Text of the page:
Stocks pulled back from five-month highs in early trading on Wednesday, with pressure on the euro testing the view that U.S. equities were decoupling from the single currency.
Energy shares led equities lower as U.S. crude futures posted their fourth decline in five days. The S&P energy sector index <.GSPE> fell 1.1 percent and an index of oil services companies <.OSX> dropped 1 percent.
The euro fell near 16-month lows against the U.S. dollar after Fitch warned of dire consequences for the currency if the European Central Bank does not take more action.
U.S. equities have been struggling to delink from the performance of the euro, a trend that became the norm in the last quarter of 2011 as traders fretted over possible sovereign defaults in the euro zone.
Steve Goldman principal at Goldman Management in Short Hills, New Jersey, said the market was still very aware of what is happening in European debt markets, ahead of Spanish and Italian bond auctions later this week.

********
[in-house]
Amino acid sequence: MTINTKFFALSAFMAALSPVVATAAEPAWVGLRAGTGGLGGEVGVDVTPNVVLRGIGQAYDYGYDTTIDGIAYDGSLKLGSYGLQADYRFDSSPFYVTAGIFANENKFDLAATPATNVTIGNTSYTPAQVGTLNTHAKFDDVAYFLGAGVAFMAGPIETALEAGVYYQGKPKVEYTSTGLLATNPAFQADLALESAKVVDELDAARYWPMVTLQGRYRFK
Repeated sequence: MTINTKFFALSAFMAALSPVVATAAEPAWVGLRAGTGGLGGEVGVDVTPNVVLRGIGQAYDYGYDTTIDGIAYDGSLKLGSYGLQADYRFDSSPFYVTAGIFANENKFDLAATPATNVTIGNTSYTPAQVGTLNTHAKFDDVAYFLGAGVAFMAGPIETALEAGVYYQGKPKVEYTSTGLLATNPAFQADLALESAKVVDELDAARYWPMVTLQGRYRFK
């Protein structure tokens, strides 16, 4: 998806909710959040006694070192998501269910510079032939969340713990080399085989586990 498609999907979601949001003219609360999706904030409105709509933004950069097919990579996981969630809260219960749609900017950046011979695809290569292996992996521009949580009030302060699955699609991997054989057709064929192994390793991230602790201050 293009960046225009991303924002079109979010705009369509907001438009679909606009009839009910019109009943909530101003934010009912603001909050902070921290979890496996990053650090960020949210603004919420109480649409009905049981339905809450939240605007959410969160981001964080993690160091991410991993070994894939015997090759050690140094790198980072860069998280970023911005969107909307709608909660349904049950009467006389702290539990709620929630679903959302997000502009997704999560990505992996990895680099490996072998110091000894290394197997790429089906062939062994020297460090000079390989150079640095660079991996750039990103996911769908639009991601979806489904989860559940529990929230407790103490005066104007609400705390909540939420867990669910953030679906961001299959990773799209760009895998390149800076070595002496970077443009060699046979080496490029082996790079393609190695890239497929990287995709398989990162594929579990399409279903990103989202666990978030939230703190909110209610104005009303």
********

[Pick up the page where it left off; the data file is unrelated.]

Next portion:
U.S. markets are tethered to that, even though we still want to move higher, he said. Even U.S. banks are diverging from the European banking system.
But the link has been weakening. The 50-day correlation between the S&P 500 e-mini futures contract and the euro crossed the zero line this week after four months of being in positive territory, indicating they were no longer on the same path.
The Dow Jones industrial average <.DJI> was down 36.21 points, or 0.29 percent, at 12,426.26. The Standard & Poor's 500 Index <.SPX> dipped 3.39 points, or 0.26 percent, at 1,288.69. The Nasdaq Composite Index <.IXIC> was off 0.83 points, or 0.03 percent, at 2,701.67.
The U.S. Federal Reserve will release its Beige Book, a summary of anecdotal information on current economic conditions around the United States, at 2 p.m. EST. The report may offer more evidence the economy's health is slowly being restored.
Supervalu Inc shares dropped 10.3 percent to $7.53 after quarterly sales at the third-largest U.S. supermarket chain missed estimates.
Clothing retailer Urban Outfitters Inc , grappling with piled-up inventory and declining margins, said its chief executive resigned unexpectedly, sending the company's shares tumbling 18.4 percent to $23.98.
The Dow and S&P 500 hit five-month highs on Tuesday.
(Reporting by Rodrigo Campos; editing by Jeffrey Benkoe)